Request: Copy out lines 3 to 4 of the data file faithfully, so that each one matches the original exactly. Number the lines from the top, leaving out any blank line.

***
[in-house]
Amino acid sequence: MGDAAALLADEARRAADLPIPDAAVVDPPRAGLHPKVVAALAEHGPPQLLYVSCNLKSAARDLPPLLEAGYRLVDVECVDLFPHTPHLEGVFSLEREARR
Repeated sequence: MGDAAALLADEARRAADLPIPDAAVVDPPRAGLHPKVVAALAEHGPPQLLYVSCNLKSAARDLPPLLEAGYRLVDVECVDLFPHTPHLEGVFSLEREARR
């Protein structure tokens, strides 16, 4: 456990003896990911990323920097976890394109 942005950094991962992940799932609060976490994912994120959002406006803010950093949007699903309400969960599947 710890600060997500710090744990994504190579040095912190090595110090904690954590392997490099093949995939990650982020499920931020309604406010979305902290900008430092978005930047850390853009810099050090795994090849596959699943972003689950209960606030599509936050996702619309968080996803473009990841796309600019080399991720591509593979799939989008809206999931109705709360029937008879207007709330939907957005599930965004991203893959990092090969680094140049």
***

Repeated sequence: MGDAAALLADEARRAADLPIPDAAVVDPPRAGLHPKVVAALAEHGPPQLLYVSCNLKSAARDLPPLLEAGYRLVDVECVDLFPHTPHLEGVFSLEREARR
């Protein structure tokens, strides 16, 4: 456990003896990911990323920097976890394109 942005950094991962992940799932609060976490994912994120959002406006803010950093949007699903309400969960599947 710890600060997500710090744990994504190579040095912190090595110090904690954590392997490099093949995939990650982020499920931020309604406010979305902290900008430092978005930047850390853009810099050090795994090849596959699943972003689950209960606030599509936050996702619309968080996803473009990841796309600019080399991720591509593979799939989008809206999931109705709360029937008879207007709330939907957005599930965004991203893959990092090969680094140049």